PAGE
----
Various experimental studies have been conducted to investigate the effect of different influential parameters on debonding failure and a number of empirical and analytical prediction models have been developed. As examples of such studies, one can refer to [5, 6]. However, due to the complexity and the brittle characteristics of debonding failure mechanism, a remarkable scatter has been observed between predicted maximum bond strength and the measured ones [7]. Many of these models are highly empirical, and their predictive abilities are limited by the corresponding data sets from which they were derived and do not provide a reliable prediction of maximum transferable load. Recently, soft computing methods have been successfully used to develop predictive models for different problems in civil engineering [8, 9, 10, 11]. In particular, Mansouri and Kisi [7] evaluated the applications of neuro-fuzzy and neural network approaches for estimation of debonding strength for masonry elements retrofitted with FRP composites using eight available experimental datasets consisting of altogether 109 data points. Results showed that approaches can be successfully used to predict the bond strength. However, these methods do not give sufficient insight into the generated models and are not as easy to use as the empirical formulas. Gene expression programming has been used by Mansouri et al. [12] to predict the debonding strength of retrofitted masonry members using ten available experimental databases [5] consisting of 134 data points. Although the approach has successfully been used to predict the bond strength and results in an explicit formulation of maximum load but it is well known that compiling more comprehensive database is requisite in generating exact predictive models.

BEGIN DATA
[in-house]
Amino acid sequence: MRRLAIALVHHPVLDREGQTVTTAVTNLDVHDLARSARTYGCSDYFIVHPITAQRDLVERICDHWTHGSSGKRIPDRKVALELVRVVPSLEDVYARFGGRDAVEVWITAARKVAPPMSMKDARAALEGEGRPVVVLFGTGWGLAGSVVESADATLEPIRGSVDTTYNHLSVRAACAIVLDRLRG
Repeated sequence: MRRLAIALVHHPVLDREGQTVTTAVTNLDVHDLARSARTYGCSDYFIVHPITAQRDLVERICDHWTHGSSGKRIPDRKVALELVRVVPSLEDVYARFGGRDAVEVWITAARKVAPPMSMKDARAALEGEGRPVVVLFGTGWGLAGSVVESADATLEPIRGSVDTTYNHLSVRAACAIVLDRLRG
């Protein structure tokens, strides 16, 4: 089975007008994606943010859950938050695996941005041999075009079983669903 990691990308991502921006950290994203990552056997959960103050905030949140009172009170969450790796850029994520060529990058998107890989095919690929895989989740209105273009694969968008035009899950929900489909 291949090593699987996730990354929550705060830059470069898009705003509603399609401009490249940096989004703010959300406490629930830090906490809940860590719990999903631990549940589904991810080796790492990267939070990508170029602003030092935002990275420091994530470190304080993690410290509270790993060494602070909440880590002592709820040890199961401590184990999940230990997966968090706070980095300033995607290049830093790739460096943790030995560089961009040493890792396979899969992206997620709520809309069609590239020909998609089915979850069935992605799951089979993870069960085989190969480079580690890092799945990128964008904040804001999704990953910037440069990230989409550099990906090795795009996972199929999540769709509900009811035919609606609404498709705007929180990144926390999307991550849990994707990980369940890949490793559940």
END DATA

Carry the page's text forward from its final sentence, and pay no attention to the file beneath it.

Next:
The main purpose of this study is to employ M5′ and Multivariate adaptive regression splines (MARS) algorithms to develop transparent models to predict maximum bond strength and determine the most effective parameters. To achieve this aim, a new comprehensive database collected from different sources in the literature (230 data points from 23 available experimental studies). The M5′ model tree as a robust data-based method provides understandable formulas that allow users to have more insight in the physics of the phenomenon [13, 14]. The MARS algorithm is also known as a self-organized predictive approach that can discover complex behaviors between input and output parameters and determine the most effective parameters for predicting the maximum bond strength [15]. Five different predictive variables that characterize the mechanical and geometrical properties related to the FRP rods and the substrate including: (1) the reinforcement width, (2) ratio between the widths of FRP reinforcement and masonry unit, (3) tensile strength of substrate, (4) axial strength of reinforcement and (5) bond length are considered as input variables. A comparative study is implemented to evaluate the performances of the developed models against the most common design equations in literature. In addition, the safety analysis based on the Demerit Points Classification (DPC) scale has been also done to measure the reliability of the proposed formulations. It is demonstrated that the M5′ and MARS algorithms can successfully be used as reliable alternative approaches to predict the bond strength of FRP EBR systems.